It is a strategy that integrates economic development, community development, housing, and transportation in one neighborhood or area. While relatively new for the United States, European cities have been taking an integrated approach to planning for years and can offer valuable lessons despite differing legal and political structures. In particular, older, industrial cities in the United States, which are addressing staggering challenges due to declining population, high vacancy rates, and distressing unemployment and poverty levels, might find inspiration on the other side of the Atlantic. A number of European cities faced with similar challenges over the past two decades have had marked success in revitalizing their economies and attracting and retaining residents.

From Distressed to Impressive
Manchester, England, once a poster child for industrial collapse, is now generally considered the second most important economic engine in the UK—driven in large part by the new media industry. Population levels have been rising since 2001. Torino, Italy, the seat of the Fiat Motor Company and long a prototypical one-company town, has also succeeded in diversifying its economy, building significant new strengths around the food and media industries. Leipzig, in former East Germany, suffered an almost complete industrial collapse and a rapid loss of population after 1989, but has seen steady population growth and reduced vacancy and unemployment rates since the early 2000s.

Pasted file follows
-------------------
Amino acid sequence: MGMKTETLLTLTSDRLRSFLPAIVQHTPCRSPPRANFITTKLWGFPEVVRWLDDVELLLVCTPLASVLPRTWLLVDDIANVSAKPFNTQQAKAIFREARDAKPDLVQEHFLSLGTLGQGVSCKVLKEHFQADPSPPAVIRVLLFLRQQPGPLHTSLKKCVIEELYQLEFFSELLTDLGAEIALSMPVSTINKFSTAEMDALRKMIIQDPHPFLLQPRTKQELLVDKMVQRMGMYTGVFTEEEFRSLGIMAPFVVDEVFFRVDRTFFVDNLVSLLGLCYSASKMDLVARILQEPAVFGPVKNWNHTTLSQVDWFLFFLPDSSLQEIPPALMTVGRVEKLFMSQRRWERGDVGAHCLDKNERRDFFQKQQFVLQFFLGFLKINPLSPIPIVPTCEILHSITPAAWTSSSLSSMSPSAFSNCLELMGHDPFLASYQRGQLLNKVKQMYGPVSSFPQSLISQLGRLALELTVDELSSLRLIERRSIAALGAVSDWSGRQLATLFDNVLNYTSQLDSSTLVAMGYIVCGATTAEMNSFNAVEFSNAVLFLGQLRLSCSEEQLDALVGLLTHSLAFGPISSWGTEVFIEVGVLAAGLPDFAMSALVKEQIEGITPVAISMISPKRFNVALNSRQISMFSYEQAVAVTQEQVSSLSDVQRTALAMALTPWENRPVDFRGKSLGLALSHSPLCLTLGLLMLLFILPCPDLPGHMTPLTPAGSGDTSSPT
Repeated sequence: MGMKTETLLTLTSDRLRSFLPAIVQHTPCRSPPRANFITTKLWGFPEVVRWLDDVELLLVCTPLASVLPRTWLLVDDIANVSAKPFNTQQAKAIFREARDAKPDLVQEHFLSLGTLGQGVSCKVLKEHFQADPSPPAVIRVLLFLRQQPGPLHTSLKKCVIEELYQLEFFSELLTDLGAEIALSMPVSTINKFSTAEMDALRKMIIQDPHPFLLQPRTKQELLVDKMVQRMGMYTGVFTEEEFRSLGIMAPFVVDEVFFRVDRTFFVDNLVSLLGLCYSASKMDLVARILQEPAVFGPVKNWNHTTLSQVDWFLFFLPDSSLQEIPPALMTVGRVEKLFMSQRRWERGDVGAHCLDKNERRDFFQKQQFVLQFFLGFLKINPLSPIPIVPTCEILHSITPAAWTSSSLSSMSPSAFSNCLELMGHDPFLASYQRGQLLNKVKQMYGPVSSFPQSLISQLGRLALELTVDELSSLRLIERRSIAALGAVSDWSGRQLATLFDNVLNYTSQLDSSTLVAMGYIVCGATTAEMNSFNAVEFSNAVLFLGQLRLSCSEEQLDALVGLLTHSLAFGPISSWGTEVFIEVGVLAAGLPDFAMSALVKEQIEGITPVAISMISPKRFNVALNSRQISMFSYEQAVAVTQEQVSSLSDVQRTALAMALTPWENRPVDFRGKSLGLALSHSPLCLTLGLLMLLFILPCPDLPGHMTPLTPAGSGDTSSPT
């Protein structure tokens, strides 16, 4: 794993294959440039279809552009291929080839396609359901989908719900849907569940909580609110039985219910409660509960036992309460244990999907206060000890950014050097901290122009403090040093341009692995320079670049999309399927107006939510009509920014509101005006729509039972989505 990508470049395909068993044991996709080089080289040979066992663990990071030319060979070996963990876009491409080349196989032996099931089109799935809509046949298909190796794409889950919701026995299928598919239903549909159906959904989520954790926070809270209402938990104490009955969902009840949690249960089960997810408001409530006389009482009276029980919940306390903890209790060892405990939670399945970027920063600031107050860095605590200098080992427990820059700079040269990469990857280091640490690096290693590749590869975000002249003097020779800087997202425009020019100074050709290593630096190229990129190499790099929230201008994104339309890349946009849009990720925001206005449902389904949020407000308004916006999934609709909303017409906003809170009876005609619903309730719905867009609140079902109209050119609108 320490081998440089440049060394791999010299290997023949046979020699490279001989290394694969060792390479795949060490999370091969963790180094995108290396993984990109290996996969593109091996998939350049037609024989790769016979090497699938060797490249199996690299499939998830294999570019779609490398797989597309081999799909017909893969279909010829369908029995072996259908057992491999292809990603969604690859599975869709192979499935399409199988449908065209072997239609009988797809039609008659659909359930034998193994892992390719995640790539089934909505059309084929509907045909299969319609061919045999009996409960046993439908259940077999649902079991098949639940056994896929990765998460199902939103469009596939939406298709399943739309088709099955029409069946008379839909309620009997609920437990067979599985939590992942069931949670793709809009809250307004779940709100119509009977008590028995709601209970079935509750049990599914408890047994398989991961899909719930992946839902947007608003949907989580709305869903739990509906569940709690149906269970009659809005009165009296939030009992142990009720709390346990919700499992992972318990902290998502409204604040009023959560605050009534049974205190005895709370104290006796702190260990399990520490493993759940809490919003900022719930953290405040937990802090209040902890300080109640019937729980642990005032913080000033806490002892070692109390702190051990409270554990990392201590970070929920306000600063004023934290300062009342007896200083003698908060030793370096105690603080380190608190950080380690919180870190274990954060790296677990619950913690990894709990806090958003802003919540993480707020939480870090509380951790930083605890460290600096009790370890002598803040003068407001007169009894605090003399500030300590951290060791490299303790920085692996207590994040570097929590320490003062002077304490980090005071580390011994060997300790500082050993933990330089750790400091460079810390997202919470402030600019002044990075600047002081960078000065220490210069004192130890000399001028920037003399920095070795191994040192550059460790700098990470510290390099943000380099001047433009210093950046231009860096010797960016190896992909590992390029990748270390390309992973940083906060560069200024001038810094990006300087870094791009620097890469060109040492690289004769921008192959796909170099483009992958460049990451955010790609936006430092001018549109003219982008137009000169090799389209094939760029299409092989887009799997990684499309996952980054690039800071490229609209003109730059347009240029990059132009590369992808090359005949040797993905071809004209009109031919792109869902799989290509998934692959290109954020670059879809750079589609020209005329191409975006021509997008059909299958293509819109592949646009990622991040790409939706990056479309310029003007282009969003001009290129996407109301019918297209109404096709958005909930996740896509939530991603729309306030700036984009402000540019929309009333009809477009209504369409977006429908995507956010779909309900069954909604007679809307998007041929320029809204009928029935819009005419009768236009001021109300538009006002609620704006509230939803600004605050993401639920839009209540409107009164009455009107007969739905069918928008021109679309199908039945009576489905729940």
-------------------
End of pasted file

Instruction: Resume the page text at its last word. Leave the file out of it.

Each of these cities has significant challenges remaining. Recent studies show that Manchester has a higher level of child poverty than any other city in the U.K.,[2] while Leipzig was labeled the poorest large city in Germany by a city-commissioned report.[3] These statistics raise the question, what impact has the revitalization had on lower-income residents of these cities? The answer is complicated. On the job front, both Leipzig and Manchester have attracted significant new employers, but have struggled without much success to reintegrate the former industrial workforce into these new jobs. Many neighborhoods in Leipzig, Manchester, Torino, and other post-industrial cities have witnessed improved quality of life and economic vitality, while a weak housing market has created a cycle of decline and concentrated poverty in other neighborhoods. Of course, any revitalization and economic restructuring effort is a long-term process and its success should be measured not just over years, but decades.

Porta Palazzo market in Torino. ©2010 Brent RiddleThe Gate Project: A Tale of Two Torinos
Despite this mixed picture, there are certain projects and programs that stand out, suggesting that the kind of integrated approach now being promoted by Living Cities can prove successful in revitalizing neighborhoods in a way that benefits all residents. One example is the Gate Project, a multifaceted revitalization effort in Torino’s Porta Palazzo neighborhood. Torino’s ups and downs over the past half century mirror much of what Detroit has been experiencing. Once an economic powerhouse in Northern Italy with 80 percent of its industrial activity derived from the automobile industry, Torino saw a downturn in its fortunes beginning with the oil crisis of the 1970s. A dramatic shedding of jobs and a steady decline in population marked the next few decades until Valentino Castellani became the first directly elected mayor of Torino in 1993. Castellani ushered in an era of recovery and growth that relied on a wide-ranging strategic plan developed by a committee of public and private sector leaders, with significant input from the public.[4]